As we come into summer many of you will be looking forward to banishing your winter boots to the cupboard in favour of flip flops, however are your flip flops more flop than flip?

Here at the Hub we love summer and whilst flip flops are great for keeping your feet nice and cool and are ideal for the beach and around the pool we don’t recommend walking in them for a prolonged period or on a sustained basis. Let’s give a little thought to what your flip-flops do to your musculoskeletal system if you’re wearing them too much…

Researchers at Auburn University have found wearing flip flops changes the way we walk. The Auburn team videotaped 39 flip flop wearing volunteers and noted that they scrunched their toes to keep their flip flops on their foot and took shorter steps. It is this altered gait that can wreak havoc on our musculoskeletal system and result in foot pain to knee pain, hip pain and lower back pain.

Griping your toes alters the mechanics of your foot and can prevent optimal pronation; the spreading and opening of all the joints of your foot as it comes into contact with the ground allowing for the absorption of forces and appropriate force transference up your body as you walk. Equally, the lack of arch support in a flip flop can cause excessive pronation or lack of supination; the foot’s ability to raise the foot arch. It is this movement that ‘locks’ your foot and allows for efficient and effective forward propulsion and appropriate transmission of forces as you walk.

Taking in to account the distance the average Londoner walks on a normal working day, these changes in gait and the altered biomechanics resulting from flip flop use can easily lead to repetitive stresses on muscles and joints predisposing us to injuries that can last way beyond the summer months.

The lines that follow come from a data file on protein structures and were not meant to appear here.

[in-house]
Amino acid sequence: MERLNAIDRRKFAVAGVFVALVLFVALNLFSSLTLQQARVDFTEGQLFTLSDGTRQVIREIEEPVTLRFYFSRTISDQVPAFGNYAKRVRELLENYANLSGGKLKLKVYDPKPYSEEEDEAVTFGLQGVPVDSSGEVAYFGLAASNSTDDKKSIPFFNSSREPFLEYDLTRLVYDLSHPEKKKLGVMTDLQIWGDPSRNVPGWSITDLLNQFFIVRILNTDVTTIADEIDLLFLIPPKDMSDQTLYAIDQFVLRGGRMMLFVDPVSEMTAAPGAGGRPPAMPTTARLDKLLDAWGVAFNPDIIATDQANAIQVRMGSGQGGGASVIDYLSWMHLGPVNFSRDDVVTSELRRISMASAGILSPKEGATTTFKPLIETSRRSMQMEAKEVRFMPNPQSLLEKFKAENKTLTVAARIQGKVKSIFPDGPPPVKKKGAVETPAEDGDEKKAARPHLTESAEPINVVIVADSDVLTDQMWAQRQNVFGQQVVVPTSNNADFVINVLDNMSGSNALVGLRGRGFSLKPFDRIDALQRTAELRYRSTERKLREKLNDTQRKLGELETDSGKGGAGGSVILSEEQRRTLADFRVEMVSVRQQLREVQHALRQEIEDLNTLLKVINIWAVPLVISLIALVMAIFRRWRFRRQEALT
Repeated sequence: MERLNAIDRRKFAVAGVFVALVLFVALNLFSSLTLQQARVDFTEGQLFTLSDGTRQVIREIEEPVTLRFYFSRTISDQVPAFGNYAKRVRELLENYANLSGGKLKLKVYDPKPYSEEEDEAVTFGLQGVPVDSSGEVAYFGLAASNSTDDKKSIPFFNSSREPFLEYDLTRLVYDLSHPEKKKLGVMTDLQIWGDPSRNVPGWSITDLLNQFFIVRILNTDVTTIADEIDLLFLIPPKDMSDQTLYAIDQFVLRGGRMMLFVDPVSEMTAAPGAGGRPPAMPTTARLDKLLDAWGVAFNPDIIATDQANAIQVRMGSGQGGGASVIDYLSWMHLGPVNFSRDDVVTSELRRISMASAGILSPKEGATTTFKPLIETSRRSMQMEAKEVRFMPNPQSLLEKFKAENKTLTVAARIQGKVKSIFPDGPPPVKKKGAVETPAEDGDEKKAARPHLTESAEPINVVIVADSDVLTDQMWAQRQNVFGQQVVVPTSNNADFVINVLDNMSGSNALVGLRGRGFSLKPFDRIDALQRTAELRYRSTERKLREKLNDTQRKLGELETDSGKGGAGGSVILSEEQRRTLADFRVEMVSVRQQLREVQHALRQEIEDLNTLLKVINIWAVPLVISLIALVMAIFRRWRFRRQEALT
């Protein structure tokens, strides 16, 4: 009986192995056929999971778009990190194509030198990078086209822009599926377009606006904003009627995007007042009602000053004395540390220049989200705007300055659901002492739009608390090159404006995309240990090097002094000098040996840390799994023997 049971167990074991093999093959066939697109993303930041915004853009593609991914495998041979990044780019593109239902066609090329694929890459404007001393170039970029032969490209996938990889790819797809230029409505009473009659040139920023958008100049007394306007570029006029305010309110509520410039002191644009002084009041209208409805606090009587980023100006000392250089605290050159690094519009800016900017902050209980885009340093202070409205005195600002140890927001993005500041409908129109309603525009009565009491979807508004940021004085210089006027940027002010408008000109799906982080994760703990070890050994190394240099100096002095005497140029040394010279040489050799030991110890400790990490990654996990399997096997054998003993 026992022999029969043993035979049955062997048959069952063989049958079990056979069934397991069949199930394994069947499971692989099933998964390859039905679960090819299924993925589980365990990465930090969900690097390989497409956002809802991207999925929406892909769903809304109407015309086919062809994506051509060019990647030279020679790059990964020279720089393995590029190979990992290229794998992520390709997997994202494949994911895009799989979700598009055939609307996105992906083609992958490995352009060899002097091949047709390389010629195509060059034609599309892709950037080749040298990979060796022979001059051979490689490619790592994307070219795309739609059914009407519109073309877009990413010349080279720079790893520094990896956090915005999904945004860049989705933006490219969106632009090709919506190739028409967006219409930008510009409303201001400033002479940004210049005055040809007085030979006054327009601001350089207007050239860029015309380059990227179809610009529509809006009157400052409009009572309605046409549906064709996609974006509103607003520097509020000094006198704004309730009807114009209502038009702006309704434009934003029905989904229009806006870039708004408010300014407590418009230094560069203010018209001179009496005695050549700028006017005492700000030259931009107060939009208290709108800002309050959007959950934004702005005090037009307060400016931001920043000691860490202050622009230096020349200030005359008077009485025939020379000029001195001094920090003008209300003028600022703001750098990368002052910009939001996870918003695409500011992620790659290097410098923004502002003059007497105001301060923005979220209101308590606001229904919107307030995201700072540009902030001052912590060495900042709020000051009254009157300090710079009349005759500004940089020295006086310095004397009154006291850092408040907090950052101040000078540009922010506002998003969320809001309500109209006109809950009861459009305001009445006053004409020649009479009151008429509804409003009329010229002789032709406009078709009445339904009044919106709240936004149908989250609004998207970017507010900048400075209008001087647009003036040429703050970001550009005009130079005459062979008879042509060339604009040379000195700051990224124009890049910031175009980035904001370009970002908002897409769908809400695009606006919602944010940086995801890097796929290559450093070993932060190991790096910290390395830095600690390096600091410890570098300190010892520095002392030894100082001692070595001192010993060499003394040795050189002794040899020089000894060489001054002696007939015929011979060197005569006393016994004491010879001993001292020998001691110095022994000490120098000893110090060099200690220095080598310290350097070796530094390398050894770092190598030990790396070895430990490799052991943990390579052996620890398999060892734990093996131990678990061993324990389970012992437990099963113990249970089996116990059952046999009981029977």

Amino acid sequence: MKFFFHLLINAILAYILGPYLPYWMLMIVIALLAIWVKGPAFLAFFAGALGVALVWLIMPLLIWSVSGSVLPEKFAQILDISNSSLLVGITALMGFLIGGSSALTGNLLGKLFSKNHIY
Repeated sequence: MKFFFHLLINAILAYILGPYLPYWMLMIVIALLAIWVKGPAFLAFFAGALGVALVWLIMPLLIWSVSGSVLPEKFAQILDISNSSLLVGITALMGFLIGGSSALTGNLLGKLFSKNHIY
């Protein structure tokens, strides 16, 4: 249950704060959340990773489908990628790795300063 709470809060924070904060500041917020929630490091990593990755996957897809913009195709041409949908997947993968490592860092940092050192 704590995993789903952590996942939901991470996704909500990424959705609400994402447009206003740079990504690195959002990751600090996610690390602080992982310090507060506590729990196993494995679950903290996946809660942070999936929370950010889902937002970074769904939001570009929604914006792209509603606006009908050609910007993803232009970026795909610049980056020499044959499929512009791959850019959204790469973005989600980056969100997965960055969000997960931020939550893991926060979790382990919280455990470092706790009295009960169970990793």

We’re not saying that you should never wear a flip flop ever again… let’s face it they are brilliant to slip on when on holiday by the pool or on the beach. However, if you’re out and about, walking to work or site seeing – go for a sandal a sandal or shoe that supports more of the foot.

The ideal? Look for a sandal that not only supports the front of your foot but also the back of your foot and ankle, this will negate the need to have to grip with your toes in order to keep your flip flop on your foot.

If you do find yourself suffering from “flip flop overuse” or you’re in need of a biomechanical assessment book an osteopathy appointment with one of our registered Clapham osteopaths at The Hub.

Rebecca Sheldon

Registered Osteopath

Hub is an integrated health & fitness clinic in the heart of Clapham, located next to Clapham Common underground station, on Venn Street. Hub is easily accessible for patients coming from; Clapham, Battersea, Balham, Tooting, Brixton, Wandsworth, Putney and Stockwell.

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